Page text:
Long-term Effects of Male Reading Tutors, Choice of Text and Computer-based Text on Boys’ Reading Achievement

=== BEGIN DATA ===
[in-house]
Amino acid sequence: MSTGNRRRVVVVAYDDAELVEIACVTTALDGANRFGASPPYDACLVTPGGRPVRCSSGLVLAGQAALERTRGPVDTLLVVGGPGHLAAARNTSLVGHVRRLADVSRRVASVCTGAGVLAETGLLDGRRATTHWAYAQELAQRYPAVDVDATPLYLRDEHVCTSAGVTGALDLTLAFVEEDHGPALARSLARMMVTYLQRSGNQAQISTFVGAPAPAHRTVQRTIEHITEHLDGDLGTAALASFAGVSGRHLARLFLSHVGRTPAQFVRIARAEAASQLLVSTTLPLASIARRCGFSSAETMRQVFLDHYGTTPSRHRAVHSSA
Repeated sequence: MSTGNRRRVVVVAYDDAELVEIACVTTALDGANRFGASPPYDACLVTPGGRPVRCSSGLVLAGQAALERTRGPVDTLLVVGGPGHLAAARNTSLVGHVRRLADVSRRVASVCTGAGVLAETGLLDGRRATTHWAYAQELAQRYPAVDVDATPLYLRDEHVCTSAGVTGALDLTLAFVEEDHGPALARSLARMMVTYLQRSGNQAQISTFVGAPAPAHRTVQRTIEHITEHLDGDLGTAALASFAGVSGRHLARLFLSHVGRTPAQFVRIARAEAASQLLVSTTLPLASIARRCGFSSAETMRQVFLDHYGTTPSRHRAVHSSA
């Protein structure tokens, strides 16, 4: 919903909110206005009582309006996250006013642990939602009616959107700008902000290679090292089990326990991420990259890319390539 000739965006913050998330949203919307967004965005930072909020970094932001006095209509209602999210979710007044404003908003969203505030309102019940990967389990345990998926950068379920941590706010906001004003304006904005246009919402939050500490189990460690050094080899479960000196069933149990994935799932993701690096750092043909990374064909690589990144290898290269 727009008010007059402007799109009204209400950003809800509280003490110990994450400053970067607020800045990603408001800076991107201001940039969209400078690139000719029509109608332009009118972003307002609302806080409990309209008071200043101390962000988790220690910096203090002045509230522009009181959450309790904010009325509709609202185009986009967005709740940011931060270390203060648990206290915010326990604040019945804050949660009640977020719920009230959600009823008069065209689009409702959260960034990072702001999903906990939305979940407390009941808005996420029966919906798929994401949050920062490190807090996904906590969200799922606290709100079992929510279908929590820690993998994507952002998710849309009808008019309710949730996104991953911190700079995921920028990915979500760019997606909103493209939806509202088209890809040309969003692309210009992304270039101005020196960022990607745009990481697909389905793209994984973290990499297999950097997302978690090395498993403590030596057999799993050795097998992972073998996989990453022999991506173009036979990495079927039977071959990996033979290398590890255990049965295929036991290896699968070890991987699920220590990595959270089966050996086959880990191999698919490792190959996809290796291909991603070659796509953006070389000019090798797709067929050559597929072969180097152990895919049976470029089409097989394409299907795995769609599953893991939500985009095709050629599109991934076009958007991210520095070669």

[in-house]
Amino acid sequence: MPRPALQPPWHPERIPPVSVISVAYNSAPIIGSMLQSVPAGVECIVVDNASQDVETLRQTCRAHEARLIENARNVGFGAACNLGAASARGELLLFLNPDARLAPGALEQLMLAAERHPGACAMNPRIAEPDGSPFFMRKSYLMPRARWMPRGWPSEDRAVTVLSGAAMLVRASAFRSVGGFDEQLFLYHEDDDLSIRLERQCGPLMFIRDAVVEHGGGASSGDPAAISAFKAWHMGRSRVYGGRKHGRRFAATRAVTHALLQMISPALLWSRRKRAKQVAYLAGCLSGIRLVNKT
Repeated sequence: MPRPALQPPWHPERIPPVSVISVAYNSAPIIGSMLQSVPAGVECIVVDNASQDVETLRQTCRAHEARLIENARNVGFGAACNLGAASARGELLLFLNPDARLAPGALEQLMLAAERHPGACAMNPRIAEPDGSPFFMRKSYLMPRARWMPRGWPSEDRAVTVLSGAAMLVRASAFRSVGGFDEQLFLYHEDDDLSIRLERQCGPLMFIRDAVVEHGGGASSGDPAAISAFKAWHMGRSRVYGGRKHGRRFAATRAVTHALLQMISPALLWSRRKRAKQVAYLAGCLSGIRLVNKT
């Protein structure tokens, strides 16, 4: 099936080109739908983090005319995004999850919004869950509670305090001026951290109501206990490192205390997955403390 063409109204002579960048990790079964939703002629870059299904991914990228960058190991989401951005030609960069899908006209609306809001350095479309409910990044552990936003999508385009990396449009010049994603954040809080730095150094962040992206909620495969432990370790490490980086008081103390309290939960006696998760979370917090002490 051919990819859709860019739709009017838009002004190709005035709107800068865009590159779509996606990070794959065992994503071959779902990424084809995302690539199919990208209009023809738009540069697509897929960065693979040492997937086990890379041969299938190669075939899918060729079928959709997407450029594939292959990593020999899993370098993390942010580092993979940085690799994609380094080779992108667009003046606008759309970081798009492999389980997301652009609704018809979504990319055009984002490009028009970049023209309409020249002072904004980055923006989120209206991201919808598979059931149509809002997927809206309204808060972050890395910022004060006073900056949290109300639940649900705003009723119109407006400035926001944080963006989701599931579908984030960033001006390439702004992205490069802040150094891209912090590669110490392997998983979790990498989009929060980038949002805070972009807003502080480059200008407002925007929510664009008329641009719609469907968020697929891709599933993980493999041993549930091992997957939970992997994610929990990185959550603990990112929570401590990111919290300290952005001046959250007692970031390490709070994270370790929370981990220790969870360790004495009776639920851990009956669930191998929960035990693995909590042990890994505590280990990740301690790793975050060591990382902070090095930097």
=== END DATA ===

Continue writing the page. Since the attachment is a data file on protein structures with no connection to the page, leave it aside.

Sixty-two inner-city Canadian boys identified as struggling readers participated in a 22-week intervention that examined the effects of male reading tutors, computer-based texts, and choice of reading materials. Immediately after the intervention, boys demonstrated between-group changes to reader self-perceptions and gendered views of reading but no between-group differences in achievement. Two years after the intervention’s completion, the boys’ reading comprehension achievement scores were again examined and compared to 62 non-participating boys matched at the time of the study’s onset. Results showed no significant differences between the two groups. Of the boys who participated in the intervention, working with male reading tutors and with computer-based texts did not result in higher achievement than working with female reading tutors or with print-based texts. However, boys who were not given a choice in their reading materials demonstrated reading achievement six months ahead of the boys who were given a choice.
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